Deputy, the workforce management app, has joined forces with Wagestream to improve shift workers’ financial wellbeing and help businesses win in the war for talent.
As the cost of living rises, new research shows the majority of UK workers (57%) are bringing money worries to work every day, and their employers are responding: 93 % of UK companies now plan to put a financial wellbeing programme in place, up from 51% a year ago. Data also now shows that businesses which tackle the problem see the significant impact - hiring people 27% faster, reducing turnover by 16% and increasing shift uptake by 26%.
Wagestream is the financial wellbeing app founded with charities, designed for frontline workers and built around pay. Already available to one million people through employers like Bupa, Honest Burgers, Leon and Greene King, people use the app to track their shifts and pay each day, choose their own pay cycle, build up savings, set money goals, chat to a personal financial coach and get fairer deals on financial products. Now, Deputy’s 5,000 European customers can connect Wagestream to their Deputy account, giving their staff access to that full set of financial tools, built around flexible pay.
The announcement comes as a series of cost-hikes hit UK workers:
- From April 1, energy providers will be allowed to increase their variable gas and electricity tariffs to the new maximum set by Ofgem. This is set to trigger the biggest increase in living memory of around 54%.
- At the same time, an increase in food costs is being felt by households as the Consumer Price Index (CPI) inflation struck a new 30-year-high of 6.2% in February and is predicted to reach 8% in the coming months.
- Before the Spring Statement, petrol prices hit record highs on every day in March. The 5p cut in fuel duty will make a dent in those costs but the cost of driving is still significantly higher than a couple of years ago.
- The Institute for Fiscal Studies (IFS) has also warned that taxes will continue to rise despite the cuts announced in the spring statement, explaining that the squeeze on living standards forecast by the Office for Budget Responsibility means a median earner of £27,000 a year would be £360 worse off in the next financial year.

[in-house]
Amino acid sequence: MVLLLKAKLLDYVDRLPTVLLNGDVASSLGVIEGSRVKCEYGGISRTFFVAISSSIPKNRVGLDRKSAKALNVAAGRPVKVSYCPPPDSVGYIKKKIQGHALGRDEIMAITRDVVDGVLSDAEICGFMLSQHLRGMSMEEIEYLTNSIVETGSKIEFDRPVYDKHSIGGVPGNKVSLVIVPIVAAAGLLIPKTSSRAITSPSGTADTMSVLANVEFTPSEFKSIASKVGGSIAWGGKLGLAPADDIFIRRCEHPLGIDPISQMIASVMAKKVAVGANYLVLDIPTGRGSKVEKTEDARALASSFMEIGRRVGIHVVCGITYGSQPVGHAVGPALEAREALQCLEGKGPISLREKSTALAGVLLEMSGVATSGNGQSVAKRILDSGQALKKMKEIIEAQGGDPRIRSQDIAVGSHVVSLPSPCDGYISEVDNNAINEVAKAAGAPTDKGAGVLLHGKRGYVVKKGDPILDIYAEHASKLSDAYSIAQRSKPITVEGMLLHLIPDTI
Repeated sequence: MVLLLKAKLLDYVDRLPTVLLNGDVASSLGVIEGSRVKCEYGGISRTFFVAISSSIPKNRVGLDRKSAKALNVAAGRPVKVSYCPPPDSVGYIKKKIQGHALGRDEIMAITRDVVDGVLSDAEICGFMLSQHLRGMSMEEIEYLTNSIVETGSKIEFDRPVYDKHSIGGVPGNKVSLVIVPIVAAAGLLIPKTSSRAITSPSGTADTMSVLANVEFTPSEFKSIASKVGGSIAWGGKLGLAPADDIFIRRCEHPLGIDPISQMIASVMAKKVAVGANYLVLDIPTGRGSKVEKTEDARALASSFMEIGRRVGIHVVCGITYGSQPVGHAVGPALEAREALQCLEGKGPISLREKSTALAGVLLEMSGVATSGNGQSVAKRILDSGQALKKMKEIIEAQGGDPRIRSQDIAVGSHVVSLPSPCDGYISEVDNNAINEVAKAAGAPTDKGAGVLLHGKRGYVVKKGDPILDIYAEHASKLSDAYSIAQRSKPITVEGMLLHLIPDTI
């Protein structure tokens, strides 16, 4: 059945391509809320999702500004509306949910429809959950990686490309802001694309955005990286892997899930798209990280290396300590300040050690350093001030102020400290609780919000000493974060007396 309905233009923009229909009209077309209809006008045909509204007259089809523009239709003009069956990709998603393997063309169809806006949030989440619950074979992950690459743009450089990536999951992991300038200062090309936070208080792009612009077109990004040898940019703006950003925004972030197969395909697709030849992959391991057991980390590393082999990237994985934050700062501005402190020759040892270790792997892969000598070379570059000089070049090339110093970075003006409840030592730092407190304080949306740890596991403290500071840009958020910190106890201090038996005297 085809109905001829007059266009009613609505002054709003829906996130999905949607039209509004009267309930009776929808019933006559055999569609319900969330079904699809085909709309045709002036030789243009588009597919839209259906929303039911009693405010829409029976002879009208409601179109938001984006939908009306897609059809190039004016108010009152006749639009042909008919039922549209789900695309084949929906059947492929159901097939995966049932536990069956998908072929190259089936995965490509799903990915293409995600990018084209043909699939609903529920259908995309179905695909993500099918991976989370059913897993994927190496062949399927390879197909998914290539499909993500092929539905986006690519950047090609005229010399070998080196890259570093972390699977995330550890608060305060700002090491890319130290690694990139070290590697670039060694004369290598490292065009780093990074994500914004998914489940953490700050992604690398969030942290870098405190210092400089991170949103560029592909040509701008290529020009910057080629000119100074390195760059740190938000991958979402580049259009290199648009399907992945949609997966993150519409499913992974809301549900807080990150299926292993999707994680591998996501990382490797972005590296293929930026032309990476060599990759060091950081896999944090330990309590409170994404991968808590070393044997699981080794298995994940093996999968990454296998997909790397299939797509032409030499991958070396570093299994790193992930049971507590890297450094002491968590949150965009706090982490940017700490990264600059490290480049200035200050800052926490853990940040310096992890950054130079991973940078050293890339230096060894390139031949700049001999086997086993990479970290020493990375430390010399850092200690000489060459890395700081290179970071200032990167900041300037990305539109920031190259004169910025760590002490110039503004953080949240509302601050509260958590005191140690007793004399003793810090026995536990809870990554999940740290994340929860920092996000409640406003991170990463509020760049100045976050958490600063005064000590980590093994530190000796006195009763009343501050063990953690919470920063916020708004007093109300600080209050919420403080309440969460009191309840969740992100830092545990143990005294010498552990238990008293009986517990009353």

David Kelly, General Manager EMEA at Deputy, said: “We need to support our workers to survive this cost-of-living crisis. It’s just not acceptable for hard-working families to be forced into making choices between heating their homes and feeding their families. It’s also often the case that lower-paid workers need to travel to a specific place of work and are therefore being hit hardest by fuel increases and public transport costs.
“It was already known that financial wellbeing support can lead to a more healthy, productive, loyal workforce. Around 77% of workers using Wagestream feel less stressed, for example. But as the cost of living crisis bites, the partnership couldn’t be more timely.
“The current workforce crisis being experienced by most sectors is also making employers think afresh, in new creative ways, about how to improve the employee experience in order to be more competitive in the talent market.
“Wagestream is one example of employers finding a way to do better for their employees, by giving them control over when they get paid - and a set of financial tools to tackle money stress. With Deputy and Wagestream together you can optimise your labour spend and enable faster payment.”
Wagestream was designed to tackle the £490 premium - the equivalent of 14 weeks’ food shopping - that frontline workers pay for access to basic financial services, each year. Archie Chappel, Head of Small Business, Wagestream said: “We founded Wagestream with leading financial charities to make work more inclusive, fair and rewarding. With unpredictable work patterns and volatile income, shift workers have been overlooked and underserved by banking for too long. More than 50% of them bring money worries with them to work. But with Deputy and Wagestream, staff get control over their own pay cycle and a set of tools that make money less stressful - so that every shift feels more rewarding, and every team member is more productive.”